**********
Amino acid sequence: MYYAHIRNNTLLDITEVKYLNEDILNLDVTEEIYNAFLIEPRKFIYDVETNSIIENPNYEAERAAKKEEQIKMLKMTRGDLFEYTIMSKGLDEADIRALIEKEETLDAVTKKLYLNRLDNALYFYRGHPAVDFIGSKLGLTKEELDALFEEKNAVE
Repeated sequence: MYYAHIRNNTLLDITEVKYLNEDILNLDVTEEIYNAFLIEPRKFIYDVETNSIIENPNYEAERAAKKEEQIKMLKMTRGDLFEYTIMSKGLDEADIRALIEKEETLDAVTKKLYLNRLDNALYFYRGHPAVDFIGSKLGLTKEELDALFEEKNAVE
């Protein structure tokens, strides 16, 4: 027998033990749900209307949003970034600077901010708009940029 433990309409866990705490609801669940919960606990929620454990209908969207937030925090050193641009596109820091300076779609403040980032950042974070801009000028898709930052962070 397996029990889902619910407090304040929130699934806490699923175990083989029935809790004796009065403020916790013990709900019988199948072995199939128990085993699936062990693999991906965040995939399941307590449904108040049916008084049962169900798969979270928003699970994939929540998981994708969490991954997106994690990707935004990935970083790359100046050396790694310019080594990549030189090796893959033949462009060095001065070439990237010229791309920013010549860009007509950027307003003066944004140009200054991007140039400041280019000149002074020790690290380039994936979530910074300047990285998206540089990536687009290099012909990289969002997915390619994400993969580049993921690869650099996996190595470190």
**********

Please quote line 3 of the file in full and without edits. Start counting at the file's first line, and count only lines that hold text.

């Protein structure tokens, strides 16, 4: 027998033990749900209307949003970034600077901010708009940029 433990309409866990705490609801669940919960606990929620454990209908969207937030925090050193641009596109820091300076779609403040980032950042974070801009000028898709930052962070 397996029990889902619910407090304040929130699934806490699923175990083989029935809790004796009065403020916790013990709900019988199948072995199939128990085993699936062990693999991906965040995939399941307590449904108040049916008084049962169900798969979270928003699970994939929540998981994708969490991954997106994690990707935004990935970083790359100046050396790694310019080594990549030189090796893959033949462009060095001065070439990237010229791309920013010549860009007509950027307003003066944004140009200054991007140039400041280019000149002074020790690290380039994936979530910074300047990285998206540089990536687009290099012909990289969002997915390619994400993969580049993921690869650099996996190595470190």